Related Programs:

The Home Page for the STS Program has links to a number of other NSF programs that might interest potential proposers. Investigators are invited to visit the STS Page at https://www.nsf.gov/sbe/ses/sts/start.htm

Investigators are especially urged to examine the opportunities identified on NSF's Crosscutting/Interdisciplinary Programs home page. These programs reach across the entire Foundation. Among the most visible of these programs are the Research Experiences for Undergraduate (REU), the CAREER competition for young investigators, the Major Research Instrumentation (MRI) competition, the effort to increase the participation of women in careers in science and engineering (ADVANCE), and the special research initiatives of recent years. Information can be found at https://www.nsf.gov/home/crssprgm/

ABOUT THE NATIONAL SCIENCE FOUNDATION

The National Science Foundation (NSF) funds research and education in most fields of science and engineering. Awardees are wholly responsible for conducting their project activities and preparing the results for publication. Thus, the Foundation does not assume responsibility for such findings or their interpretation.

NSF welcomes proposals from all qualified scientists, engineers and educators. The Foundation strongly encourages women, minorities and persons with disabilities to compete fully in its programs. In accordance with Federal statutes, regulations and NSF policies, no person on grounds of race, color, age, sex, national origin or disability shall be excluded from participation in, be denied the benefits of, or be subjected to discrimination under any program or activity receiving financial assistance from NSF, although some programs may have special requirements that limit eligibility.

Facilitation Awards for Scientists and Engineers with Disabilities (FASED) provide funding for special assistance or equipment to enable persons with disabilities (investigators and other staff, including student research assistants) to work on NSF-supported projects. See the GPG Chapter II, Section D.2 for instructions regarding preparation of these types of proposals.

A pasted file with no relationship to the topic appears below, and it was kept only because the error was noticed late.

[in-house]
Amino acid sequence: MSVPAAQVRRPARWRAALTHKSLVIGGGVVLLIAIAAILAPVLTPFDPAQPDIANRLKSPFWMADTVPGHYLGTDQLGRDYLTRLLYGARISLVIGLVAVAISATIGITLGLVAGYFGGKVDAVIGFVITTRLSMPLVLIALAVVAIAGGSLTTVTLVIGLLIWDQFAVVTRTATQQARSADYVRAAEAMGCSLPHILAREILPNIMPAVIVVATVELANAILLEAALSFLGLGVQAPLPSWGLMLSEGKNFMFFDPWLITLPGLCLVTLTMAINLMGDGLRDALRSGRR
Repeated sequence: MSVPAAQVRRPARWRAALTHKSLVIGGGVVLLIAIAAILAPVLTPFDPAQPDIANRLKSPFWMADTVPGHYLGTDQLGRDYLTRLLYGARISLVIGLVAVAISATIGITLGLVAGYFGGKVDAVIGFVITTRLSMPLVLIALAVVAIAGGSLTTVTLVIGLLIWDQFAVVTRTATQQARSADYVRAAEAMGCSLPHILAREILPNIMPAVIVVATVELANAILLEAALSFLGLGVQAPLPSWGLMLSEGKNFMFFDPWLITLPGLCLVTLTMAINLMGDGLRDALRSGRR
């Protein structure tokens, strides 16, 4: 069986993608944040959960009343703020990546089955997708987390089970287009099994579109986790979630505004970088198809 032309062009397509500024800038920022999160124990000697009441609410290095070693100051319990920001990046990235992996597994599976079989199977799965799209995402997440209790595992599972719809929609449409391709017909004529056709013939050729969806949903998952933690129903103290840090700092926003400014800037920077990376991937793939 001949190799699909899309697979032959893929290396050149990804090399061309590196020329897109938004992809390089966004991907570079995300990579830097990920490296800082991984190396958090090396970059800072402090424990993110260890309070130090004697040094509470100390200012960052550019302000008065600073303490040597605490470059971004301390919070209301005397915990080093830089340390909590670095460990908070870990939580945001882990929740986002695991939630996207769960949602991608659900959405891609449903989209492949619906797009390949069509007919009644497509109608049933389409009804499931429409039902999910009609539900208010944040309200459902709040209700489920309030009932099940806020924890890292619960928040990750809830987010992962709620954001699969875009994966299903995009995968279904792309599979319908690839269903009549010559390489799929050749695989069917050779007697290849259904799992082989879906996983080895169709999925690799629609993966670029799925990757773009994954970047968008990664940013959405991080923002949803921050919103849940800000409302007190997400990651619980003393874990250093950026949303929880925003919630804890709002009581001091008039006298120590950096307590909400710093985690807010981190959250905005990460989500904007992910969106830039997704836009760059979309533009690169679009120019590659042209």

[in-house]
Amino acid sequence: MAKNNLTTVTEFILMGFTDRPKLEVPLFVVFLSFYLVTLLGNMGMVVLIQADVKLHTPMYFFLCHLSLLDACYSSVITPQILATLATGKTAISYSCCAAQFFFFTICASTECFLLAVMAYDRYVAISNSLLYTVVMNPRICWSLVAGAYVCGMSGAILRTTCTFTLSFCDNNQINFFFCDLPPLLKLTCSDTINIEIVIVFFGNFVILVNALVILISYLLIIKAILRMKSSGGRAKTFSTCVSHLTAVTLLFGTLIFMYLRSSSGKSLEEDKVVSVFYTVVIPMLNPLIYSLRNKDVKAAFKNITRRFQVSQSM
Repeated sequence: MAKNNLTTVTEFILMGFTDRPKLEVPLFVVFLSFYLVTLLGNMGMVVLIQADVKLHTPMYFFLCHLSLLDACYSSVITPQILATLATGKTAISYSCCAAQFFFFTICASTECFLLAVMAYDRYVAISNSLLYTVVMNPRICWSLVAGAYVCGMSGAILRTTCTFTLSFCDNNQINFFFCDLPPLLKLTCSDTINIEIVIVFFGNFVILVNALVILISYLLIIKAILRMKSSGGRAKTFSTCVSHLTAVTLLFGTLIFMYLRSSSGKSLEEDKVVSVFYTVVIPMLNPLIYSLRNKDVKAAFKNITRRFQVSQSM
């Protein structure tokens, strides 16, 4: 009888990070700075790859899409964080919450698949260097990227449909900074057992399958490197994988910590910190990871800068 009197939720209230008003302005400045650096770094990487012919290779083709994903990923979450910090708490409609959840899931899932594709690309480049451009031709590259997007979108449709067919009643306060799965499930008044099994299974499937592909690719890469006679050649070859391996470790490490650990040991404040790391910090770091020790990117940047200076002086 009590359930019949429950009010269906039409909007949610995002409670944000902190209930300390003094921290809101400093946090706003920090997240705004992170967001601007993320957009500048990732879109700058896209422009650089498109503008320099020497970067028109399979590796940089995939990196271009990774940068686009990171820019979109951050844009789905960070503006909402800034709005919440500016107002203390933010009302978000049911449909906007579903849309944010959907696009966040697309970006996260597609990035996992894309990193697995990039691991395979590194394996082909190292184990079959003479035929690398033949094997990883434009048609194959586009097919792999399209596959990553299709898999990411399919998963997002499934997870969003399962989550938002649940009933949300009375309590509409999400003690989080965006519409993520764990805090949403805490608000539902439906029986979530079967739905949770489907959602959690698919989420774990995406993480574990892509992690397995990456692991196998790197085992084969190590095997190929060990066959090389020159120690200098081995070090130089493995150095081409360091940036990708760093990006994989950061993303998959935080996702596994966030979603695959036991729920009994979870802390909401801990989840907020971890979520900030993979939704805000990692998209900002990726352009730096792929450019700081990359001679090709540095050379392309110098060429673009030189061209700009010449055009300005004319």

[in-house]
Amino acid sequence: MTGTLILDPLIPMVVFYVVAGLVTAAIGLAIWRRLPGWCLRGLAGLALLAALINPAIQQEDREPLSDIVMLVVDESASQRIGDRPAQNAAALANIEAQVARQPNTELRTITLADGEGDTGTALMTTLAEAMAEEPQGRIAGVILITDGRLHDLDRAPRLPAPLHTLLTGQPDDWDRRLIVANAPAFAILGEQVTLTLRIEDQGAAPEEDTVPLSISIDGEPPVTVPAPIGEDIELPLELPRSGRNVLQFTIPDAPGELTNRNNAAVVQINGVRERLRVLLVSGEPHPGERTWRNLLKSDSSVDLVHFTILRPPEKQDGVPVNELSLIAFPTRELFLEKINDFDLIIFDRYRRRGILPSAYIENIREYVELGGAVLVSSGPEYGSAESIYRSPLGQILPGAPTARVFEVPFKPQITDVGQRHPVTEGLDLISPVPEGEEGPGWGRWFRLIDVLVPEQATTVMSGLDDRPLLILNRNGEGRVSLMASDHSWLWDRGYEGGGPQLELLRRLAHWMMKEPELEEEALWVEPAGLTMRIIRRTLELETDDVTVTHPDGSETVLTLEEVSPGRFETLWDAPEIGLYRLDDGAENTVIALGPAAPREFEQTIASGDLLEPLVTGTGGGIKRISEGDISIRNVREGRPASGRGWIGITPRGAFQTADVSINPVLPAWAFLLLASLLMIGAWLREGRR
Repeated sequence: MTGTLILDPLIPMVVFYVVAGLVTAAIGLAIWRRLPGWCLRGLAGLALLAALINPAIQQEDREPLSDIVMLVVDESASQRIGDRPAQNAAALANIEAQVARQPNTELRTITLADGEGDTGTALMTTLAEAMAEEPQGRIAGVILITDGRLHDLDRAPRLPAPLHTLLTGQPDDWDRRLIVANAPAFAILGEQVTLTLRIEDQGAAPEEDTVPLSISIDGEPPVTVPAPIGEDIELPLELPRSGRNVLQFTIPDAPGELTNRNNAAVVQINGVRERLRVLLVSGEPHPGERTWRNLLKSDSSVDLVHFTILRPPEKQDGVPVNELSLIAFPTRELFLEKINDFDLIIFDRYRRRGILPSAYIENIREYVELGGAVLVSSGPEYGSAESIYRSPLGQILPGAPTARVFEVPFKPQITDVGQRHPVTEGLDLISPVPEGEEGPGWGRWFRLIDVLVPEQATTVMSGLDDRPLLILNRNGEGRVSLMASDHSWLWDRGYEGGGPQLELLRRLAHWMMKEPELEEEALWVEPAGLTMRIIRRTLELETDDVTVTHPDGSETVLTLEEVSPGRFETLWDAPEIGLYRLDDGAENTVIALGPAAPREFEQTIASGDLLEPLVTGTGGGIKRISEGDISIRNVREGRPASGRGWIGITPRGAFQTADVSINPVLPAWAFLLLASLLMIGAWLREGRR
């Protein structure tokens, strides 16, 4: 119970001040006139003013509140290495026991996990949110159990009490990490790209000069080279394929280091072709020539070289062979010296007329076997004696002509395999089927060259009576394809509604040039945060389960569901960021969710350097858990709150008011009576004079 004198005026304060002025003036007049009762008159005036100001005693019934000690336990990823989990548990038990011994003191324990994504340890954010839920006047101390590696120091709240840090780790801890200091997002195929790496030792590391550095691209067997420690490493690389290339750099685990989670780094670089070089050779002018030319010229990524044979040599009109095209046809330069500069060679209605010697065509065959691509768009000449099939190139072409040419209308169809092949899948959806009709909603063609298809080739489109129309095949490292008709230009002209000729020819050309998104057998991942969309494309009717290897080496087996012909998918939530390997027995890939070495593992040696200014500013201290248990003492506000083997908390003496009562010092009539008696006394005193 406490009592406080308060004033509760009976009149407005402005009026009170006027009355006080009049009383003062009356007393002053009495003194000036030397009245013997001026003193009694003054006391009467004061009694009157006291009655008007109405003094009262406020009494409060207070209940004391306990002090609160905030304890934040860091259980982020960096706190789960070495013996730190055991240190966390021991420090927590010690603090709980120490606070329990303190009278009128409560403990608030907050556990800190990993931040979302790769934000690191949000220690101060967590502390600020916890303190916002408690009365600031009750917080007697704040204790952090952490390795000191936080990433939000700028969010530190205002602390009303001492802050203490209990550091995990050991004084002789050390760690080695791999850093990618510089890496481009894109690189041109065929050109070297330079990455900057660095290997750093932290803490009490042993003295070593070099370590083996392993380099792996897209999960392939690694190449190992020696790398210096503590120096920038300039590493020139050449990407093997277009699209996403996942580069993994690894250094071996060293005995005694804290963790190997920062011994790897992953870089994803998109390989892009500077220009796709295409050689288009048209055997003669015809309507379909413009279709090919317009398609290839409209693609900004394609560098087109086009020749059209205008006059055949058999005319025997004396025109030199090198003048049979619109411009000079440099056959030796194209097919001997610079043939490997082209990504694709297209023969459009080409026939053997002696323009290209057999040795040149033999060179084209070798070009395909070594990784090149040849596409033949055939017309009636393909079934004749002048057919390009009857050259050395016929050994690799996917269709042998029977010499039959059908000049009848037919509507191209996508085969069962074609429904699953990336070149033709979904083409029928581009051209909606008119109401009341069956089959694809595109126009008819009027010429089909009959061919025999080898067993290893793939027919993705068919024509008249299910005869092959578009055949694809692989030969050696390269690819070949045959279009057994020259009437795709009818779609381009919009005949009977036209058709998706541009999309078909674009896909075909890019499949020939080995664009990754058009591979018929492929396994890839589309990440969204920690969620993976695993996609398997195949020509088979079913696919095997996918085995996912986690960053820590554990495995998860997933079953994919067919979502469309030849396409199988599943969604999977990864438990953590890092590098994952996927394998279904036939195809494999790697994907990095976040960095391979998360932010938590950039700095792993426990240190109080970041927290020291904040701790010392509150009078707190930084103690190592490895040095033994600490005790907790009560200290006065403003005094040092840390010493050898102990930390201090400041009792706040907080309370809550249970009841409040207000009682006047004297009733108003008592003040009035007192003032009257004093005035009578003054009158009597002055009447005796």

The National Science Foundation promotes and advances scientific progress in the United States by competitively awarding grants and cooperative agreements for research and education in the sciences, mathematics, and engineering.

To get the latest information about program deadlines, to download copies of NSF publications, and to access abstracts of awards, visit the NSF Website at https://www.nsf.gov

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Send an e-mail to:

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PRIVACY ACT AND PUBLIC BURDEN STATEMENTS

The information requested on proposal forms and project reports is solicited under the authority of the National Science Foundation Act of 1950, as amended. The information on proposal forms will be used in connection with the selection of qualified proposals; project reports submitted by awardees will be used for program evaluation and reporting within the Executive Branch and to Congress. The information requested may be disclosed to qualified reviewers and staff assistants as part of the proposal review process; to applicant institutions/grantees to provide or obtain data regarding the proposal review process, award decisions, or the administration of awards; to government contractors, experts, volunteers and researchers and educators as necessary to complete assigned work; to other government agencies needing information as part of the review process or in order to coordinate programs; and to another Federal agency, court or party in a court or Federal administrative proceeding if the government is a party. Information about Principal Investigators may be added to the Reviewer file and used to select potential candidates to serve as peer reviewers or advisory committee members. See Systems of Records, NSF-50, "Principal Investigator/Proposal File and Associated Records," 63 Federal Register 267 (January 5, 1998), and NSF-51, "Reviewer/Proposal File and Associated Records," 63 Federal Register 268 (January 5, 1998). Submission of the information is voluntary. Failure to provide full and complete information, however, may reduce the possibility of receiving an award.

An agency may not conduct or sponsor, and a person is not required to respond to an information collection unless it displays a valid OMB control number. The OMB control number for this ollection is 3145-0058. Public reporting burden for this collection of information is estimated to average 120 hours per response, including the time for reviewing instructions. Send comments regarding this burden estimate and any other aspect of this collection of information, including suggestions for reducing this burden, to: Suzanne Plimpton, Reports Clearance Officer, Division of Administrative Services, National Science Foundation, Arlington, VA 22230.

OMB control number: 3145-0058.